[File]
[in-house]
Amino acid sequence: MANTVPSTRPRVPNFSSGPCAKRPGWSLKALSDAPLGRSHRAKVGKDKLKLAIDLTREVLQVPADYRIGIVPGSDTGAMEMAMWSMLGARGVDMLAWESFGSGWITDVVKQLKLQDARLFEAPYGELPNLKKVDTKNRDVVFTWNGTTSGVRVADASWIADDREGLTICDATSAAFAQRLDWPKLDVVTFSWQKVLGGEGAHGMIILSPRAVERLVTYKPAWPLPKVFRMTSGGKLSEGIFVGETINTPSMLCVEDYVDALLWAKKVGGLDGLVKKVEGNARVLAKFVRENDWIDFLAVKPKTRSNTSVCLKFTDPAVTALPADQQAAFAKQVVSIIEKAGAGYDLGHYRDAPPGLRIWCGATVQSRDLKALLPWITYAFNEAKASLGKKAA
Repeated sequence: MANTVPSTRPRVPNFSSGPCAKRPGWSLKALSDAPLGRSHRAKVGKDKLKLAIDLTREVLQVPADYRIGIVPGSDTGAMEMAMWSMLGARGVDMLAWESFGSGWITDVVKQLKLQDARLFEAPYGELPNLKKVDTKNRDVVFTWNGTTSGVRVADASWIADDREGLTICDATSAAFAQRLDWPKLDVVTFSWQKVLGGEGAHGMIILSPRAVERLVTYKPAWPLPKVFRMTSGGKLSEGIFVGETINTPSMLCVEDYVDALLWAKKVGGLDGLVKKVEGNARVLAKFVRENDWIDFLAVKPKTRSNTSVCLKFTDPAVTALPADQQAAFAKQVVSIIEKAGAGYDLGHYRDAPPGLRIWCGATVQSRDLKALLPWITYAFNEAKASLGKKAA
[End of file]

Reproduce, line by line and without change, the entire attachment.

[in-house]
Amino acid sequence: MANTVPSTRPRVPNFSSGPCAKRPGWSLKALSDAPLGRSHRAKVGKDKLKLAIDLTREVLQVPADYRIGIVPGSDTGAMEMAMWSMLGARGVDMLAWESFGSGWITDVVKQLKLQDARLFEAPYGELPNLKKVDTKNRDVVFTWNGTTSGVRVADASWIADDREGLTICDATSAAFAQRLDWPKLDVVTFSWQKVLGGEGAHGMIILSPRAVERLVTYKPAWPLPKVFRMTSGGKLSEGIFVGETINTPSMLCVEDYVDALLWAKKVGGLDGLVKKVEGNARVLAKFVRENDWIDFLAVKPKTRSNTSVCLKFTDPAVTALPADQQAAFAKQVVSIIEKAGAGYDLGHYRDAPPGLRIWCGATVQSRDLKALLPWITYAFNEAKASLGKKAA
Repeated sequence: MANTVPSTRPRVPNFSSGPCAKRPGWSLKALSDAPLGRSHRAKVGKDKLKLAIDLTREVLQVPADYRIGIVPGSDTGAMEMAMWSMLGARGVDMLAWESFGSGWITDVVKQLKLQDARLFEAPYGELPNLKKVDTKNRDVVFTWNGTTSGVRVADASWIADDREGLTICDATSAAFAQRLDWPKLDVVTFSWQKVLGGEGAHGMIILSPRAVERLVTYKPAWPLPKVFRMTSGGKLSEGIFVGETINTPSMLCVEDYVDALLWAKKVGGLDGLVKKVEGNARVLAKFVRENDWIDFLAVKPKTRSNTSVCLKFTDPAVTALPADQQAAFAKQVVSIIEKAGAGYDLGHYRDAPPGLRIWCGATVQSRDLKALLPWITYAFNEAKASLGKKAA